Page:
Grand Teton National Park

Grand Teton National Park

Grand Teton Regulations

Park Regulations

For your safety, and to protect Grand Teton's treasures, please read and follow all NPS regulations. Complete regulations are available at any park visitor center.

Backcountry Use

Permits are required for overnight backcountry use.


You may ride anywhere cars are permitted. Biking is prohibited on trails or in the backcountry.


Swimming is permitted in park lakes; it is discouraged in the Snake River due to cold water and strong currents.

Lake and River Boating

Motorized craft and non-motorized craft both require a park permit to operate on park waters. Boaters can purchase either a seven-day permit or a season-long (annual) permit; fees vary accordingly. To float the Snake River, you must register your craft with the NPS and obtain a boat permit. Register and pay fees at Moose or Colter Bay visitor centers.

Motorized craft are permitted only on Jackson and Jenny lakes (small engine only on Jenny). Non-motorized craft are allowed on Bearpaw, Bradley, Emma Matilda, Jackson, Jenny, Leigh, Phelps, String, Taggart and Two Ocean lakes. Note that sailing, waterskiing and windsurfing are allowed only on Jackson Lake. Please check with park personnel regarding current fees and regulations during your visit.


Vehicles are restricted to established roadways; no off-road (ORV) travel is allowed in the park. Snowmobiles are allowed on the Continental Divide Snowmobile Trail when snow conditions permit.

Firearms and Hunting

Firearms are not allowed openly in Grand Teton, although unloaded weapons may be transported through the park if kept cased, packed or stored in a manner that prevents their ready use. In autumn, an elk reduction program is conducted by special permit at the National Elk Refuge, throughout the John D. Rockefeller, Jr. Memorial Parkway, and in specified portions of Grand Teton.

Staying Safe


The lowest points in Jackson Hole are more than a mile above sea level. Trails and tram rides into the mountains can take you above 10,000 feet in elevation. Visitors from lower elevations may feel short of breath at times and should carefully consider their physical condition when planning backcountry travel. Symptoms can be minimized by resting, eating high energy snacks, drinking more fluids, avoiding cigarettes and alcohol, and limiting strenuous activity.


Animals have the right-of-way everywhere in the park, including roads, trails and parking lots. All wild creatures, from chipmunks to moose, are potentially dangerous and should be respected from a distance. Female animals with young are especially unpredictable. The park is also home to both black and grizzly bears and mountain lions. These large predators are considered dangerous, especially when surprised or approached too closely. Maintain a distance of at least a football field from bears, and give all animals including bison, moose and elk a wide berth. Bison have been known to gore visitors who approach too closely. Campers must guard their food from scavengers by storing it inside vehicles out of view or by using backcountry bearproof facilities or canisters.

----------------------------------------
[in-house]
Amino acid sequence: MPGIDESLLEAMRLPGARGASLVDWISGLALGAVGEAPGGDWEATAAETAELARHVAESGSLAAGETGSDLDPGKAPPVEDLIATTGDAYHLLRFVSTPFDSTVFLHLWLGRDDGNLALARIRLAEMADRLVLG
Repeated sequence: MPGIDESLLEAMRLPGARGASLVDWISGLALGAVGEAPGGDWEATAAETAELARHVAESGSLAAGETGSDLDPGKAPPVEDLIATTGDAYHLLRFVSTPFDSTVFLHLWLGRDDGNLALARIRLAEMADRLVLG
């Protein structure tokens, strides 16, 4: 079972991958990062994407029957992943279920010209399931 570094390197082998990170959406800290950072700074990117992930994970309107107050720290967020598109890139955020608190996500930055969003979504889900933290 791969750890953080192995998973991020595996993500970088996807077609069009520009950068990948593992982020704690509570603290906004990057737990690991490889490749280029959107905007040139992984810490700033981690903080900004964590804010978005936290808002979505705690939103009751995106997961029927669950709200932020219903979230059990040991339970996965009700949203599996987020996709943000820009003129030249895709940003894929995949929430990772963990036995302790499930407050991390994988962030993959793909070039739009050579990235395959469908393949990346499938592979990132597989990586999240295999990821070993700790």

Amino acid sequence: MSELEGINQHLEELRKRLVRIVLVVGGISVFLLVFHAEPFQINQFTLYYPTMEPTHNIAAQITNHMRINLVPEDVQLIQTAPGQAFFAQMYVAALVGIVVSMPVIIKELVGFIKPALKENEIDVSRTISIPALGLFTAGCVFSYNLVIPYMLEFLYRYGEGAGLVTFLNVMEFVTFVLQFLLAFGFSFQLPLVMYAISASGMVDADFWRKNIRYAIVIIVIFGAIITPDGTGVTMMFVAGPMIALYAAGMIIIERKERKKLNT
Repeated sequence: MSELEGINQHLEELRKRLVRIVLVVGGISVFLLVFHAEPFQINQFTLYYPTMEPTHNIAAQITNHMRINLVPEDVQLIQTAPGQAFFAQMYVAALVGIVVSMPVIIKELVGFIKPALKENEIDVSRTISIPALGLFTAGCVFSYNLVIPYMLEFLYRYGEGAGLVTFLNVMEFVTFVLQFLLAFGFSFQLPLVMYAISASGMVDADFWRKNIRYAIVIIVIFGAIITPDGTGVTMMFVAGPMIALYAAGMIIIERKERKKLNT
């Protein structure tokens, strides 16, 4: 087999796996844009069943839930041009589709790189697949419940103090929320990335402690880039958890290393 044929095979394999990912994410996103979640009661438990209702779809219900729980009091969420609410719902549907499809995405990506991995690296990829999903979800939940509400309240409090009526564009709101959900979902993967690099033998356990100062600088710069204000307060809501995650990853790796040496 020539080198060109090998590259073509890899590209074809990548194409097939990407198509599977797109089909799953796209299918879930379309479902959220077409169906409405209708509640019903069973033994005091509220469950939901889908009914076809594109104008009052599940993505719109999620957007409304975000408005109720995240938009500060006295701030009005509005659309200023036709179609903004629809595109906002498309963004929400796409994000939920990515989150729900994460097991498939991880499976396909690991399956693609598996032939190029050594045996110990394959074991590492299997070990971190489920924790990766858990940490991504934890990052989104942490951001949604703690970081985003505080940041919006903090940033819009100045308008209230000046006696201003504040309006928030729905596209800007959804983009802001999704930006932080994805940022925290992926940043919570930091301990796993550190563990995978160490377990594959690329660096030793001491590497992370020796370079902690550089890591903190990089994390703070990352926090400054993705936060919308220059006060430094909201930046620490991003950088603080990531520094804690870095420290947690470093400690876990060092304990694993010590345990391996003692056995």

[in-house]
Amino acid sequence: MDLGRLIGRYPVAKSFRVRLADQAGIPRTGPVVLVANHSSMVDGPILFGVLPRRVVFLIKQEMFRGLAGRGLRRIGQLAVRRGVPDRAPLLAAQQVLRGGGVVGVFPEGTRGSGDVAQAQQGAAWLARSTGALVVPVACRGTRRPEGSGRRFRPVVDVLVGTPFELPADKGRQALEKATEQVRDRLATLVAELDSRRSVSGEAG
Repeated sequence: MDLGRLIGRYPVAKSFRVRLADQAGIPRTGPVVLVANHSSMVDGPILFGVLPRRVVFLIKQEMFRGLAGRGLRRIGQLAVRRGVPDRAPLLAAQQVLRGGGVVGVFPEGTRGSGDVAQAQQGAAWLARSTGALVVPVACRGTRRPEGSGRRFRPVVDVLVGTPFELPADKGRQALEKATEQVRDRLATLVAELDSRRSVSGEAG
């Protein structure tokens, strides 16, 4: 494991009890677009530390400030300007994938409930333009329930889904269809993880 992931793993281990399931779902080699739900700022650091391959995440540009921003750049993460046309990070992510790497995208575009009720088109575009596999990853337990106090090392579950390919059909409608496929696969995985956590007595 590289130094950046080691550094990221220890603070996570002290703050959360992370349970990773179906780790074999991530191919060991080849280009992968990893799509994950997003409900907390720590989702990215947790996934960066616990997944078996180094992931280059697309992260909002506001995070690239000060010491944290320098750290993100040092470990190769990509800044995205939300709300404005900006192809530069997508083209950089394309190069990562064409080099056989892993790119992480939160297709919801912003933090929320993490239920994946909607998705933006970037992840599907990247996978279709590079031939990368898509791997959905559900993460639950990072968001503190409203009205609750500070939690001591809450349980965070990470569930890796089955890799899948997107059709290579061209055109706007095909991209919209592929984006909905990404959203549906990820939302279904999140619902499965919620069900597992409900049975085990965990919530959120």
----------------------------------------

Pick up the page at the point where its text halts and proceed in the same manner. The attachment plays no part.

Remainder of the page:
The view out the window can distract you from paying attention to other vehicles on the road; share driving responsibilities so everyone gets a chance to sightsee in comfort. Fellow motorists may stop suddenly to avoid animals jumping in the flow of traffic or to watch them feeding along the roadsides. If you stop to view an attraction, use roadside turnouts to avoid being a traffic hazard.

As an alternative to driving, consider taking a scenic tour of the park by bus. Contact the Grand Teton Lodge Company at (307) 543-2811 or other tour operators for information.

Be aware that mountain storms can result in snowy conditions or icy roads during almost any month of the year.

Water Safety

Boating and rafting are popular on Grand Teton's many lakes and the Snake River (mountain water is usually quite cold year-round). There are no lifeguards at park lakes. No inner-tubing is allowed on the Snake River due to its swift currents and natural debris such as logjams.

Water from lakes, rivers or streams needs to be treated before drinking by either filtering or boiling to eliminate microorganisms, such as Giardia lamblia, that can make you ill.


Sunscreen, sunglasses, hats, and protective clothing should be worn every day of the year. During warmer months, a cotton shirt, fleece pullover and rain jacket or windbreaker are a wise combination against potential hot sun, high winds, rain or mosquitoes. Shorts are fine at noon, but long pants are better in the morning and evening. If you are visiting in winter, late fall or early spring, be prepared for extreme cold and sudden storms by dressing in warm layered clothing.


Campgrounds provide fire grates for visitor use. Backcounty campfires are prohibited except at designated lakeshore campsites.


All domestic animals must be leashed in Grand Teton whenever they are outside of a private vehicle. No pets are allowed in the backcountry or on park trails. Service animals are allowed in the park, but must be kept under restraint.


Damaging property or removing plants, animals and minerals from the park is illegal. Violators are subject to heavy fines.